9 Assessing Intelligence -cont-  Achievement tests – tests designed to assess what a person has learned  AP test  Aptitude tests – tests designed to predict a person’s future performance  SAT  Wechsler Adult Intelligence Scale (WAIS) – most widely used intelligence test  Produces a single IQ score but calculates how far a person’s score deviates from scores of others in the same group and plotted on a bell curve

10 Principles of Test Construction  To be widely accepted, psychological tests must show  Standardization – defining meaningful scores by comparison with the performance of a pretested group  Should be distributed in a normal curve – symmetrical, bell-shaped curve; most scores fall near average with fewer near the extremes  68% fall within one standard deviation above or below the mean  Reliability – extent to which a test yields consistent results – can be determined through:  Test-retest method – researchers compare participants’ scores on two separate administrations of the same test  Split-half method – test is divided into two equivalent parts and researcher determines degree of similarity between scores on the two halves of the test

11 Principles of Test Construction -cont-  Validity – extent to which a test measures or predicts what it is supposed to  Content validity – extent to which the test samples the behavior that is of interest  Predictive (or criterion) validity – success with which a test predicts the behavior it is designed to predict  Assessed by computing the correlation between test scores and criterion behavior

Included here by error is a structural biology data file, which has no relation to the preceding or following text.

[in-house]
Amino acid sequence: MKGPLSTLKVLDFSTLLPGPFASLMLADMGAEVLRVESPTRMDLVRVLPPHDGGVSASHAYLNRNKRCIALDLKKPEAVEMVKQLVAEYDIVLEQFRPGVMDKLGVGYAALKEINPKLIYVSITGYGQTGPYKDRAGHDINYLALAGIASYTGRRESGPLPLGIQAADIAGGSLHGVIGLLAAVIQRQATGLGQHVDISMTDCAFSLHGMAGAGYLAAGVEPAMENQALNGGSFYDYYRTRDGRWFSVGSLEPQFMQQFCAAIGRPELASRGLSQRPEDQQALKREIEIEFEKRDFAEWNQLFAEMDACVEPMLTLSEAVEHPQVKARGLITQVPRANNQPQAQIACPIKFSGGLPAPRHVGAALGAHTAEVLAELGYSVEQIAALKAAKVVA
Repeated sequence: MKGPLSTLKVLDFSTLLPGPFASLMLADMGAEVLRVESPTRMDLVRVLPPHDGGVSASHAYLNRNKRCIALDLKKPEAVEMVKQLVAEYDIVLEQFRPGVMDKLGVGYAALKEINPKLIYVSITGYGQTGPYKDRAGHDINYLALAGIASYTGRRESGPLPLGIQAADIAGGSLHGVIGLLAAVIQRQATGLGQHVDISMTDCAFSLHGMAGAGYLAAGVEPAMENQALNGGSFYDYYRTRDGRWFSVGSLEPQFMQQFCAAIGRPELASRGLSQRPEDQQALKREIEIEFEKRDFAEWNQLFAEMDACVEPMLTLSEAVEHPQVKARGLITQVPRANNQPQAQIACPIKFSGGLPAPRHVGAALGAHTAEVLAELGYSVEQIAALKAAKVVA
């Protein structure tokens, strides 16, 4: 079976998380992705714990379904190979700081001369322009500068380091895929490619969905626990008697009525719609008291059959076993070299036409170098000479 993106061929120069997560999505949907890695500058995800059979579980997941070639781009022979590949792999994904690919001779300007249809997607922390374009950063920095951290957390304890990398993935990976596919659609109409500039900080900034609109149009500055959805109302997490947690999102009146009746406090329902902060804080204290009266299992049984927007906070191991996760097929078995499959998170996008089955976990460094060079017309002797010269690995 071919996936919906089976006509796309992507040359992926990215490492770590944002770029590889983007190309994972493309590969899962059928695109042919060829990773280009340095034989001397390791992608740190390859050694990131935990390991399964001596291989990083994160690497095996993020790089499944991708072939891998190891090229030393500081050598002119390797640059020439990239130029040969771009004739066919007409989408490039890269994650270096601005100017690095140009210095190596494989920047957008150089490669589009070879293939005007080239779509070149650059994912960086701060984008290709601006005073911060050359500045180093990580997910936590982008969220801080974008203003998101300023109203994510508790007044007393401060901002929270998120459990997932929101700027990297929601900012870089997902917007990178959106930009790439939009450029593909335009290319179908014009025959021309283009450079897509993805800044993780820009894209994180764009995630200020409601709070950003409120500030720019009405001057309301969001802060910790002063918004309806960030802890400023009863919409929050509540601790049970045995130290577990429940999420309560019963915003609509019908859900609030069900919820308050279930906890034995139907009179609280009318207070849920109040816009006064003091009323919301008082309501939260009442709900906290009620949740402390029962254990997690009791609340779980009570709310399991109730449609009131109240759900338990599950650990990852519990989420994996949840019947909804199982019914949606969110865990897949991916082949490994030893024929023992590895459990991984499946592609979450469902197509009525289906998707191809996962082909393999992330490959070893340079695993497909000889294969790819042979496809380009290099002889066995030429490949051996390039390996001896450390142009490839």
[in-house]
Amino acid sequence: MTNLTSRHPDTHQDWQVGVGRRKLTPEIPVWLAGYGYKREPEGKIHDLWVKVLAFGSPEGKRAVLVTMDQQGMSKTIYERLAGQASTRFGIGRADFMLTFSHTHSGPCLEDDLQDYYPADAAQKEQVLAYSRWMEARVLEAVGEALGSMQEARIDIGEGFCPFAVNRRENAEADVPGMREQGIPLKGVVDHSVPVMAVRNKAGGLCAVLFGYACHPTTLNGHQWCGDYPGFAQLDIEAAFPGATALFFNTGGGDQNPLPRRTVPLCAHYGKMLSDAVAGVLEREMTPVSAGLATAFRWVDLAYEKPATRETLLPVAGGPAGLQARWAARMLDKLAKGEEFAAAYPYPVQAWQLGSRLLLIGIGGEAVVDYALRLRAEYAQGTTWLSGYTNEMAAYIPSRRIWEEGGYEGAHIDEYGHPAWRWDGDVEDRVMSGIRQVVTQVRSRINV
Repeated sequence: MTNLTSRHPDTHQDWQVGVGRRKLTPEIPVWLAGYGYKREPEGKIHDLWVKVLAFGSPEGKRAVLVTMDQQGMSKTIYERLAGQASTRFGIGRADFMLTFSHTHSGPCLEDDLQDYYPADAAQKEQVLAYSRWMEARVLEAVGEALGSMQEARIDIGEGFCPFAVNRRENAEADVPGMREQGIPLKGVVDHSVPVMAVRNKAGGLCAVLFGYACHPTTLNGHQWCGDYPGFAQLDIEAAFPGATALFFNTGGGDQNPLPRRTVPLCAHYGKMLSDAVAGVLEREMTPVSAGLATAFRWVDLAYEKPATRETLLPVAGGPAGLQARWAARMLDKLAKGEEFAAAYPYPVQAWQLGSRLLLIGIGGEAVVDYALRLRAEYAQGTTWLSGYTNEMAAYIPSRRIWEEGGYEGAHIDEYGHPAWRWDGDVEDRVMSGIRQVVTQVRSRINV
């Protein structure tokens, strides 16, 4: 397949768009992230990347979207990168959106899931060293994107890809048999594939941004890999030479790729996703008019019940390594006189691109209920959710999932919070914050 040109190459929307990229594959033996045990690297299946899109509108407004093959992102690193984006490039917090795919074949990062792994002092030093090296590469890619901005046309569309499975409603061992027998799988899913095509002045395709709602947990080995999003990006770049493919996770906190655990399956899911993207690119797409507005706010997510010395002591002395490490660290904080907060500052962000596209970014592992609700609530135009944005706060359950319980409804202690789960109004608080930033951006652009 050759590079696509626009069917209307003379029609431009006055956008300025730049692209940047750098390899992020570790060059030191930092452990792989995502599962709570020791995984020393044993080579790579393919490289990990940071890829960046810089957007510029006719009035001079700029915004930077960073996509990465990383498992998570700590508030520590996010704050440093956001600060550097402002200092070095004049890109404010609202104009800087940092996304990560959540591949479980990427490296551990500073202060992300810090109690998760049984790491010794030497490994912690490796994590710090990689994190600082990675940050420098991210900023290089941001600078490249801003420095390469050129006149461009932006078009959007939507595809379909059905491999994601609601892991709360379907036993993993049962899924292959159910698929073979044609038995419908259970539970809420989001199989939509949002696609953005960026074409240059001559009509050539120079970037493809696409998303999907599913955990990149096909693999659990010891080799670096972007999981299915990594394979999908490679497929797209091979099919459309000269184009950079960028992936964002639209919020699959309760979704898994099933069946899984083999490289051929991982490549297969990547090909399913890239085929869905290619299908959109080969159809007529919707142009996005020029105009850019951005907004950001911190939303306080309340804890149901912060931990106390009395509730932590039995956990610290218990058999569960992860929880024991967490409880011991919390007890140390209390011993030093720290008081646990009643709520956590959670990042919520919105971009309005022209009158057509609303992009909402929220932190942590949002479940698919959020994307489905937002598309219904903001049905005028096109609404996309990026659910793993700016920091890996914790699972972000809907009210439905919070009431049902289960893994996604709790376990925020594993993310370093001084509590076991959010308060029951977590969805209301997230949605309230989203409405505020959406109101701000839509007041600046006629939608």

12 The Normal Curve

13 Dynamics of Intelligence: Stability or change?  Except for the extremes, casual observation and intelligence tests before age 3 only modestly predict future aptitudes  Intelligence tests begin to predict adolescent and adult scores by age 4 and stabilize after age 7 Intelligence Endures

14 The Dynamics of Intelligence: The extremes  The Low Extreme  Intellectual disability – a condition of limited mental ability indicated by an intelligence score of 70 or below and difficulty in adapting to the demands of life  Varies from mild to profound  The High Extreme  Tracking by aptitude may produce a self-fulfilling prophecy – those labeled as “ungifted” may be influenced to become so  Can also promote segregation and prejudice

15 Degrees of Intellectual Disability

16 The Nature vs. Nurture of Intelligence  50-75% of intelligence test score variation can be attributed to genetic variation  Intelligence scores of identical twins raised together are almost as similar as the same person taking the test twice  Scores of fraternal twins are much less similar  Adoption enhances the intelligence scores of mistreated or neglected children  Mental similarities between adopted children and their adoptive families decrease with age  Among the poor, environmental conditions can override genetic differences

17 Intelligence: Nature and Nurture Who do adopted children resemble?

18 Bias and Intelligence  Stereotype threat – self-confirming concern that one will be evaluated based on a negative stereotype  Blacks have scored higher when tested by Blacks than when tested by whites  Women score higher on math tests when no male test-takers are in the group